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Liberate ministry from tribalism

17 March 2023

Training institutions should aid, not hinder, collaboration, says Humphrey Southern

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“COLLABORATIVE MINISTRY” has long been a watchword, and claimed as a key aspiration of the Church of England. For an equally long time, it seems, there has been loud and lively lament about how ill-prepared so many of its ministers — especially ordained ministers, it is often claimed — have proved to be to engage in it.

The twin enemies of collaborative ministry would seem to be the evils of clericalism and tribalism, which see ministry as solely or primarily an activity of the clergy, and/or so precious that it can be shared only among participants who overlap with each other extensively in terms of theological outlook, religious culture, or (sometimes) downright prejudice.

The best programmes and institutions of ministerial formation will be intentionally constructed to counter such attitudes, with trainees and faculty of rich diversity both of approach and vocation (in terms of ministerial order). Working, learning, and (especially in the residential seminary mode) living together with ministers and trainee ministers of great difference, co-operating on activities from planning worship to animating the social life of a community to staffing the local village fête (a speciality of my own institution) make for a good grounding for practical collaboration in ministry, better informed by gritty experience than by what is often somewhat romantic theory.

Crucially, also, it will be important for as long as the Church of England retains a two-stage pattern for training (college or course, followed by curacy) that the same values and priorities are modelled and espoused in each phase.

It is no good if an ordinand’s healthy formation in collaborative approaches to ministry, fostered through co-operation with colleagues and others in all sorts of activities and aspects of college or course life, is undermined by the example of a training incumbent whose outlook is different.

It is not unknown for curates to be placed with incumbents whose energy and skill as parish priests — including growing church, running initiatives, forming partnerships, and so on — has been characterised more by individualised energy and focus than by the rather different pace and style that comes with fostering collaboration and enabling the talents of a wide range of colleagues.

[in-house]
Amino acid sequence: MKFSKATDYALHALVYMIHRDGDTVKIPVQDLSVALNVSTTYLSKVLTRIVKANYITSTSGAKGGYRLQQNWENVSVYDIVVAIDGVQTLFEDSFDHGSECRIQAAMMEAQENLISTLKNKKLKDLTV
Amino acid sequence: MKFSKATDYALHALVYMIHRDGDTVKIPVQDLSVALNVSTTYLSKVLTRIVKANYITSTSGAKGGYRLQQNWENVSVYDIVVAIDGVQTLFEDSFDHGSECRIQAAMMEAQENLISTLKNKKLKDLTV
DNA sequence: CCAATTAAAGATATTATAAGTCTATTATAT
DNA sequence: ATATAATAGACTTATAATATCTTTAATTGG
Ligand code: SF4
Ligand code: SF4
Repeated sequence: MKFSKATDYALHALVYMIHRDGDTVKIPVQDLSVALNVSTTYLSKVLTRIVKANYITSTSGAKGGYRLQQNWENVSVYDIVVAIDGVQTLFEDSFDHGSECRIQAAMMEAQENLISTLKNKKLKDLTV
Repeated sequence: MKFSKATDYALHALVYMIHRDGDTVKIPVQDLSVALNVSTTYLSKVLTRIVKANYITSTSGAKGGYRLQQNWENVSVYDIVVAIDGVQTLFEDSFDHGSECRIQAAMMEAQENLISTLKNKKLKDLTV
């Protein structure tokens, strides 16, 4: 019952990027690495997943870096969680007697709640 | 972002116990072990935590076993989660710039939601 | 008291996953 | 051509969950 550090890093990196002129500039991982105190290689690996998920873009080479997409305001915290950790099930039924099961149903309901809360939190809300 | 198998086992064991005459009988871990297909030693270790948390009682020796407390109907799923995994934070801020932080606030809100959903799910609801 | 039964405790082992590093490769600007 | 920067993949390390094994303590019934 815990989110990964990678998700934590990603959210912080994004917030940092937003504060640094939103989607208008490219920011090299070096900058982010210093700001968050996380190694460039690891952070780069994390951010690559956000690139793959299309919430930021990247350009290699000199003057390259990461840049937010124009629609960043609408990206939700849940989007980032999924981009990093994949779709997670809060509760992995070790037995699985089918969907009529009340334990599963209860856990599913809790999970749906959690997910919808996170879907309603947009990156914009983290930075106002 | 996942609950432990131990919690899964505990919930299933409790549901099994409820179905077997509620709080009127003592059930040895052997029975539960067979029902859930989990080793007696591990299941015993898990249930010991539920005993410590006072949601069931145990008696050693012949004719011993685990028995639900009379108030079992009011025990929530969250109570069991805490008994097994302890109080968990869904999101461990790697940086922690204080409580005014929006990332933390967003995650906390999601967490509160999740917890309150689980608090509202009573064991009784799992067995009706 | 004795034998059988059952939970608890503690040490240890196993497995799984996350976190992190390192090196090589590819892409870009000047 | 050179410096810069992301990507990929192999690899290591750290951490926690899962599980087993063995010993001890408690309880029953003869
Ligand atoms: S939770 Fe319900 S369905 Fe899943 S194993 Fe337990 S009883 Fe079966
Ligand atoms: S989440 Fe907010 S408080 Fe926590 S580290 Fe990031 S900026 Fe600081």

IT IS necessary to acknowledge that the ways in which many of our training institutions have developed have not, on the whole, served well the idea of healthy appreciation of difference within the community of the Church.

Alongside the contemporary failing of anxiety, a longer-term besetting institutional sin for the Church of England (and Anglicanism more generally) has always been to allow our varieties of theological tradition, ecclesiological preference, liturgical taste, and similar considerations to become tribal; and many of our training institutions are the product of this tendency.

This is particularly obvious in respect of some of the older colleges, which were explicitly formed to promote particular “parties” within the ecology of the Church of England.

My own institution, Ripon College, Cuddesdon, is an interesting case in point: founded (as Cuddesdon College) specifically, in the intention of its founder, to be “a non-party diocesan seminary”, it came quite rapidly under the influence of the resurgent Catholic tradition in the Church of England — only some time later, and following mergers with other training institutions, rediscovering and very intentionally seeking to develop an ethos that honours and delights in a very broad sweep of the traditions of Anglicanism. More recently, similar partisanship may be detected in relation to modes of formation, particularly as between context-based and residential training.


GENEROSITY and altruism require both imagination and attentiveness to the world, to scripture and the tradition, and to God’s ongoing self-revelation. Servants of the gospel need to learn to listen and to hear, developing theological and spiritual suppleness in their responses to all that God lays before them.

Of late, the Church of England has embraced the rhetoric of “good disagreement”, with varying degrees of enthusiasm or cynicism. Whatever one’s position within that scale, there can be no denying that the Church is full of people whose positions and dispositions are different from one’s own, and that is a reality that needs to be acknowledged and lived with if Christendom is not to degenerate into a fractious collection of sects and tribes.

This is essential for the sake of the unity of the Church, “that the world may believe”, as Jesus prayed. It is also key to missional effectiveness, pastoral attentiveness, and to faithful prophetic engagement. At the root of all of these priorities — and of any ministry that takes the idea of incarnation seriously — is a passionate interest in and love for the world.

The Rt Revd Humphrey Southern is the Principal of Ripon College, Cuddesdon.

This is an edited extract from a lecture that he gave to the Ecclesiastical Law Society on 8 March: “Called on the Mountain to serve on the Plain: Priorities for ministry formation”. The full text of the lecture can be found here

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